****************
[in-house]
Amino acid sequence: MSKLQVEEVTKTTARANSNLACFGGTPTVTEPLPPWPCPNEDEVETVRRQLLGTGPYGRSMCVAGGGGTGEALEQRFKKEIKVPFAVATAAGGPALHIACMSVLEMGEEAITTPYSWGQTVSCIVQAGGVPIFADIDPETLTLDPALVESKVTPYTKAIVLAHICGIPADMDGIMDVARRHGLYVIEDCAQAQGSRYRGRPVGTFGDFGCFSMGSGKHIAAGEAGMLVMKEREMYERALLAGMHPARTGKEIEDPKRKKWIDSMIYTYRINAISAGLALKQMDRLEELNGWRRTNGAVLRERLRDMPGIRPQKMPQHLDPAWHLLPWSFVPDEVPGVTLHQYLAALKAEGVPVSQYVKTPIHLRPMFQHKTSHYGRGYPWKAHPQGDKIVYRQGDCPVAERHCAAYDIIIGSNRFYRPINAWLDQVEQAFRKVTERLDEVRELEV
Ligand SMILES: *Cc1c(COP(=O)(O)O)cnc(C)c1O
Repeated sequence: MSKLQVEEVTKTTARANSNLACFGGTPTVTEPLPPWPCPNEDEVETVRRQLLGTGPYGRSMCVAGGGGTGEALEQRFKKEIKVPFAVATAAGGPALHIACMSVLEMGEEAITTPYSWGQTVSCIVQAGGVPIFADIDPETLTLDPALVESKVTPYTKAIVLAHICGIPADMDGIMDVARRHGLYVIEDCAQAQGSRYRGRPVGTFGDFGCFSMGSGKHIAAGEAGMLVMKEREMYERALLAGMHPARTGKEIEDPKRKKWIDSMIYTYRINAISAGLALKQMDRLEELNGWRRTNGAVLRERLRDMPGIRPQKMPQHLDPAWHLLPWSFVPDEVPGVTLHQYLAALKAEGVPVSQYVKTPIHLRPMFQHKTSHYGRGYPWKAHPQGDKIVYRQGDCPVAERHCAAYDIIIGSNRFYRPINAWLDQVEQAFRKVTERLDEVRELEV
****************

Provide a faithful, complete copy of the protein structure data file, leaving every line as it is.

[in-house]
Amino acid sequence: MSKLQVEEVTKTTARANSNLACFGGTPTVTEPLPPWPCPNEDEVETVRRQLLGTGPYGRSMCVAGGGGTGEALEQRFKKEIKVPFAVATAAGGPALHIACMSVLEMGEEAITTPYSWGQTVSCIVQAGGVPIFADIDPETLTLDPALVESKVTPYTKAIVLAHICGIPADMDGIMDVARRHGLYVIEDCAQAQGSRYRGRPVGTFGDFGCFSMGSGKHIAAGEAGMLVMKEREMYERALLAGMHPARTGKEIEDPKRKKWIDSMIYTYRINAISAGLALKQMDRLEELNGWRRTNGAVLRERLRDMPGIRPQKMPQHLDPAWHLLPWSFVPDEVPGVTLHQYLAALKAEGVPVSQYVKTPIHLRPMFQHKTSHYGRGYPWKAHPQGDKIVYRQGDCPVAERHCAAYDIIIGSNRFYRPINAWLDQVEQAFRKVTERLDEVRELEV
Ligand SMILES: *Cc1c(COP(=O)(O)O)cnc(C)c1O
Repeated sequence: MSKLQVEEVTKTTARANSNLACFGGTPTVTEPLPPWPCPNEDEVETVRRQLLGTGPYGRSMCVAGGGGTGEALEQRFKKEIKVPFAVATAAGGPALHIACMSVLEMGEEAITTPYSWGQTVSCIVQAGGVPIFADIDPETLTLDPALVESKVTPYTKAIVLAHICGIPADMDGIMDVARRHGLYVIEDCAQAQGSRYRGRPVGTFGDFGCFSMGSGKHIAAGEAGMLVMKEREMYERALLAGMHPARTGKEIEDPKRKKWIDSMIYTYRINAISAGLALKQMDRLEELNGWRRTNGAVLRERLRDMPGIRPQKMPQHLDPAWHLLPWSFVPDEVPGVTLHQYLAALKAEGVPVSQYVKTPIHLRPMFQHKTSHYGRGYPWKAHPQGDKIVYRQGDCPVAERHCAAYDIIIGSNRFYRPINAWLDQVEQAFRKVTERLDEVRELEV